4. The spent fuel storage rack according to claim 2, wherein: the lower lattice includes a plurality of flat lattice plates for lower lattice that are arranged in parallel with each other in the x direction and extended over the overall length of the lower lattice in the x direction, and a plurality of strip-like lattice plates for lower lattice that are arranged in parallel with each other in the y direction perpendicular to the x direction and extended between the respective flat lattice plates for lower lattice; and the respective strip-like lattice plates for lower lattice are integrated with the corresponding flat lattice plates for lower lattice by welding.

5. The spent fuel storage rack according to claim 3, wherein the respective flat lattice plates for upper lattice are divided at positions where the flat lattice plates for upper lattice are joined to the corresponding strip-like lattice plates for upper lattice.

6. The spent fuel storage rack according to claim 4, wherein the respective flat lattice plates for lower lattice are divided at positions where the flat lattice plates for lower lattice are joined to the corresponding strip-like lattice plates for lower lattice.

7. The spent fuel storage rack according to claim 1, wherein the outer frame, the upper lattice, and the lower lattice are made of a stainless steel.

8. The spent fuel storage rack according to claim 1, wherein the outer frame, the upper lattice, and the lower lattice are made of a boron-added stainless steel having a smaller amount of added boron than that of the main lattice, or an enriched boron-added stainless steel.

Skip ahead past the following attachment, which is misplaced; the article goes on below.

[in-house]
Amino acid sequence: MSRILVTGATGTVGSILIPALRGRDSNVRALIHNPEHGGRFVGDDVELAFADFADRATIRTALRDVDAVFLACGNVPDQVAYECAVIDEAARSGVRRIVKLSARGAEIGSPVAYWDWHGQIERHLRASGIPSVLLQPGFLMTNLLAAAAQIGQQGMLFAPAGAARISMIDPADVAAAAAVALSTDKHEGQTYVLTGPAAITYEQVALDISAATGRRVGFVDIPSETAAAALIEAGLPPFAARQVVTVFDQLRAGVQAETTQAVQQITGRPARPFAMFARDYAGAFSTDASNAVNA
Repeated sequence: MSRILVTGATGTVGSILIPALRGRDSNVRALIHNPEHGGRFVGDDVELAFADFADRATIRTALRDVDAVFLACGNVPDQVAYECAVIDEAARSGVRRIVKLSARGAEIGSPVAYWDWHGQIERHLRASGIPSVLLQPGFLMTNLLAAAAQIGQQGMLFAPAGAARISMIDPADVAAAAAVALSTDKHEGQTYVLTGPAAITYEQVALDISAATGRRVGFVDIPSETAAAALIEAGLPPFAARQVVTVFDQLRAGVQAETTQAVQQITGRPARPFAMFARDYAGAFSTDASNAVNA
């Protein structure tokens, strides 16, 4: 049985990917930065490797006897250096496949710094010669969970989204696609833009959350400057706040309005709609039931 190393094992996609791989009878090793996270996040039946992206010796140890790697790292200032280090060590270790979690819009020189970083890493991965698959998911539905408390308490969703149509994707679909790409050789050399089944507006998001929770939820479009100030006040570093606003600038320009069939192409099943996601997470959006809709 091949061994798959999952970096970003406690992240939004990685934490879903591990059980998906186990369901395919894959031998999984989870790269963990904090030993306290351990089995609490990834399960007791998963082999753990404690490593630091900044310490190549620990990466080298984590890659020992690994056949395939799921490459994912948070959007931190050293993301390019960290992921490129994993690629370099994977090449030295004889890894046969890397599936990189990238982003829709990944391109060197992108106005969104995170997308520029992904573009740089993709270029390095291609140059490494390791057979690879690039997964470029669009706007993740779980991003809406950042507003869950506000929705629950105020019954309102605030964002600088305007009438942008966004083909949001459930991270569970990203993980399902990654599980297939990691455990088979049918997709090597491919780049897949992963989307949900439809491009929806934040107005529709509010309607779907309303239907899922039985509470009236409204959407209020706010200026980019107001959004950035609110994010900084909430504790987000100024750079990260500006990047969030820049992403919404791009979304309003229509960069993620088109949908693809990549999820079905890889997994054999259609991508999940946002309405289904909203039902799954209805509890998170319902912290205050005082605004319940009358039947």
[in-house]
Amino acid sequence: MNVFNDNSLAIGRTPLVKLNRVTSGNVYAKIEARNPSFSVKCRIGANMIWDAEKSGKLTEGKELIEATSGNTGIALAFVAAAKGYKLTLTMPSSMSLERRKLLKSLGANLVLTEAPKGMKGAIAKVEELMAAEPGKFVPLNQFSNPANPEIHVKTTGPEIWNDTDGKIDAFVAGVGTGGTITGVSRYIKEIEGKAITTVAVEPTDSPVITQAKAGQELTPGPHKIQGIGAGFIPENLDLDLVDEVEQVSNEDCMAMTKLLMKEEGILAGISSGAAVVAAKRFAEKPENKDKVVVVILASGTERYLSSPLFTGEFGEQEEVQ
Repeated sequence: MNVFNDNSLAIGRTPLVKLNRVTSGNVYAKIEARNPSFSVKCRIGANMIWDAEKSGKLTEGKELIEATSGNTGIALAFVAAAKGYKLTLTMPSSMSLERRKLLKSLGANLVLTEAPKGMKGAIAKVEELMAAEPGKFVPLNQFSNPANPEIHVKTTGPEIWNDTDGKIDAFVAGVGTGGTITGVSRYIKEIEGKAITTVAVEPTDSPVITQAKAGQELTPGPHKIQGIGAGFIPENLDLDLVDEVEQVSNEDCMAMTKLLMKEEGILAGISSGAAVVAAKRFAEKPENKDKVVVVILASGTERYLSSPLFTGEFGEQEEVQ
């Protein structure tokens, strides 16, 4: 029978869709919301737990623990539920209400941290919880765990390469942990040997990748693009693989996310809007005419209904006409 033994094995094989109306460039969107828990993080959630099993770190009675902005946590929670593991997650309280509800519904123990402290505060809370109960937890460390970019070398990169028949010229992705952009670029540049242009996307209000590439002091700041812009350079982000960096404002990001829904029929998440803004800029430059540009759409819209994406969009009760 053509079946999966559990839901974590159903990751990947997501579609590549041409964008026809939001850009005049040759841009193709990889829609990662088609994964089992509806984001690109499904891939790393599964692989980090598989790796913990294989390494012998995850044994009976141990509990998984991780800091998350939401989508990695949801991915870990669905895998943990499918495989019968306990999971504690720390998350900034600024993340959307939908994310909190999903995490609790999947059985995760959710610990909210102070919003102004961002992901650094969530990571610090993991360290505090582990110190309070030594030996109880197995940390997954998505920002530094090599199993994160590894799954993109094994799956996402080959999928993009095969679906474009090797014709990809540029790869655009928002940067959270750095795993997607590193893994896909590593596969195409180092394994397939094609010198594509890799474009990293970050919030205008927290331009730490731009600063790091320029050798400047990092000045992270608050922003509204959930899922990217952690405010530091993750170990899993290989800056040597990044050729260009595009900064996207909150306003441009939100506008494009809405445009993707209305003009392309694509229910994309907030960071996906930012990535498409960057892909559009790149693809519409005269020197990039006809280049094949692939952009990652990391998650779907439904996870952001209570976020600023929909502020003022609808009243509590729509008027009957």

9. The spent fuel storage rack according to claim 1, wherein the main lattice is made of a metal material such as hafnium that absorbs neutrons.

Description:

FIELD OF THE INVENTION

The present invention relates to a spent fuel storage rack installed in a fuel storage pool of a nuclear facility, the spent fuel storage rack having a rectangular parallelepiped shape forming lattice-like cells that are configured to separately accommodate a plurality of fuel assemblies in a matrix of rows and columns. In particular, the present invention pertains to a spent fuel storage rack to which a neutron absorption function can be imparted.

BACKGROUND ART

In an atomic power plant, spent fuels, which are taken out from a reactor core after an atomic power reactor has been operated for a certain period of time, are conventionally accommodated and stored in a spent fuel storage rack installed in a fuel storage pool, until a reprocessing is performed. In the spent fuel storage rack, the spent fuels are cooled for removing a decay heat thereof. In recent years, it has been required to increase a storage capacity of spent fuels by effectively utilizing a space in the fuel storage pool. In order to cope with this requirement, a distance between the stored spent fuels is narrowed, while a non-critical state between the fuels is maintained by interposing a material having a neutron absorption ability between the stored spent fuels. The interposed member also serves as a reinforcing member that supports the stored spent fuels, when an earthquake occurs. In this manner, there has been proposed a spent fuel storage rack capable of increasing a denseness.

As such a spent fuel storage rack, there has been known a spent fuel storage rack of a so-called lattice-like cell structure in which boron-added stainless steel plates, which are excellent in neutron absorption ability and in structural strength, are interposed one by one between stored spent fuels (for example, JP2000-258538A).

However, the boron-added stainless steel has a following disadvantageous feature. Namely, as an amount of added boron increases, a welding operation is more likely to impair a material strength of the boron-added stainless steel. Thus, when lattice plate members using the boron-added stainless steel are integrated by welding to form a lattice plate, an amount of boron to be added is limited, which limits an ability to absorb neutrons.